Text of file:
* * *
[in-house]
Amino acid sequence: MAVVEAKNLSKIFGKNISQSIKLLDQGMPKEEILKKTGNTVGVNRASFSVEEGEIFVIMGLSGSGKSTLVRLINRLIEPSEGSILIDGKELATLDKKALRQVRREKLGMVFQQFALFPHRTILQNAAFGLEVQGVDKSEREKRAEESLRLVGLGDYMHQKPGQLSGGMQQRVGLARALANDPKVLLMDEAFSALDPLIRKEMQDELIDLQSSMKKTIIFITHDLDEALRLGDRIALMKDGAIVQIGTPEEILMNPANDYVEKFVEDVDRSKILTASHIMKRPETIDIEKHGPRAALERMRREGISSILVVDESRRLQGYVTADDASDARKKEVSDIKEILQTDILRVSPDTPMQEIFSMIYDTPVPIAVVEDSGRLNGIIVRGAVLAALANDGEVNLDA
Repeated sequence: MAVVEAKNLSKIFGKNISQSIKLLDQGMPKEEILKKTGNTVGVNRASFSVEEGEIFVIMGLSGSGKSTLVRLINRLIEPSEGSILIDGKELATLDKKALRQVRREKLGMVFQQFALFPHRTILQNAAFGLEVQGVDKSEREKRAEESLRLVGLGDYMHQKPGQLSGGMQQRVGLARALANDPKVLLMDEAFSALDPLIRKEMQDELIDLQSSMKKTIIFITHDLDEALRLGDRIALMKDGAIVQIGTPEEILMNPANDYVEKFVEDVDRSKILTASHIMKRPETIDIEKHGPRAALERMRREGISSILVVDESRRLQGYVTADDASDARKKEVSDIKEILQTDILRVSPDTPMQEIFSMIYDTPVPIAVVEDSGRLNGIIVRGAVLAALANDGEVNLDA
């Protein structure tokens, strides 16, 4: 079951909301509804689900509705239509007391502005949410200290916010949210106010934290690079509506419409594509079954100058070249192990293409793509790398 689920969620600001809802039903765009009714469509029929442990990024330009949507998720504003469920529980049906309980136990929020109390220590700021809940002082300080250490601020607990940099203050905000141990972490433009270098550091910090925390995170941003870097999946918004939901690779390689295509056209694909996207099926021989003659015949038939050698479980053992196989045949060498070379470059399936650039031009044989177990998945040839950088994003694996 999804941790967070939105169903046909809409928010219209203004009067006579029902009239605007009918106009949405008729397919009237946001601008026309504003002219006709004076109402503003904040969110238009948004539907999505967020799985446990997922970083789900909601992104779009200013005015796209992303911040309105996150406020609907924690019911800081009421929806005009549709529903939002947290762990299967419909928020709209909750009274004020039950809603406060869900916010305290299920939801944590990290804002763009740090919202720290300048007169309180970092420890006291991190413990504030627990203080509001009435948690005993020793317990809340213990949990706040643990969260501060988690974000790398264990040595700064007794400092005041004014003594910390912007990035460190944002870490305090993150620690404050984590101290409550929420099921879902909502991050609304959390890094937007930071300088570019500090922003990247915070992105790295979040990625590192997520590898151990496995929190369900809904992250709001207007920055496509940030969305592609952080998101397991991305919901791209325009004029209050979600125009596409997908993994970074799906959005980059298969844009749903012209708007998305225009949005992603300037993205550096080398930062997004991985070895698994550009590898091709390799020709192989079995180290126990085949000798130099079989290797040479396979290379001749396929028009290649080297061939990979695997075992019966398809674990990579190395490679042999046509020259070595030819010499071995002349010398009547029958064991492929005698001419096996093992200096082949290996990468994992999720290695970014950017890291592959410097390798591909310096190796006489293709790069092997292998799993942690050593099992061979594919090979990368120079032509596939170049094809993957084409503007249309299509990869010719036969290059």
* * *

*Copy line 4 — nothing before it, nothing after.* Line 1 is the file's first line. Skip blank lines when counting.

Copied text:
């Protein structure tokens, strides 16, 4: 079951909301509804689900509705239509007391502005949410200290916010949210106010934290690079509506419409594509079954100058070249192990293409793509790398 689920969620600001809802039903765009009714469509029929442990990024330009949507998720504003469920529980049906309980136990929020109390220590700021809940002082300080250490601020607990940099203050905000141990972490433009270098550091910090925390995170941003870097999946918004939901690779390689295509056209694909996207099926021989003659015949038939050698479980053992196989045949060498070379470059399936650039031009044989177990998945040839950088994003694996 999804941790967070939105169903046909809409928010219209203004009067006579029902009239605007009918106009949405008729397919009237946001601008026309504003002219006709004076109402503003904040969110238009948004539907999505967020799985446990997922970083789900909601992104779009200013005015796209992303911040309105996150406020609907924690019911800081009421929806005009549709529903939002947290762990299967419909928020709209909750009274004020039950809603406060869900916010305290299920939801944590990290804002763009740090919202720290300048007169309180970092420890006291991190413990504030627990203080509001009435948690005993020793317990809340213990949990706040643990969260501060988690974000790398264990040595700064007794400092005041004014003594910390912007990035460190944002870490305090993150620690404050984590101290409550929420099921879902909502991050609304959390890094937007930071300088570019500090922003990247915070992105790295979040990625590192997520590898151990496995929190369900809904992250709001207007920055496509940030969305592609952080998101397991991305919901791209325009004029209050979600125009596409997908993994970074799906959005980059298969844009749903012209708007998305225009949005992603300037993205550096080398930062997004991985070895698994550009590898091709390799020709192989079995180290126990085949000798130099079989290797040479396979290379001749396929028009290649080297061939990979695997075992019966398809674990990579190395490679042999046509020259070595030819010499071995002349010398009547029958064991492929005698001419096996093992200096082949290996990468994992999720290695970014950017890291592959410097390798591909310096190796006489293709790069092997292998799993942690050593099992061979594919090979990368120079032509596939170049094809993957084409503007249309299509990869010719036969290059």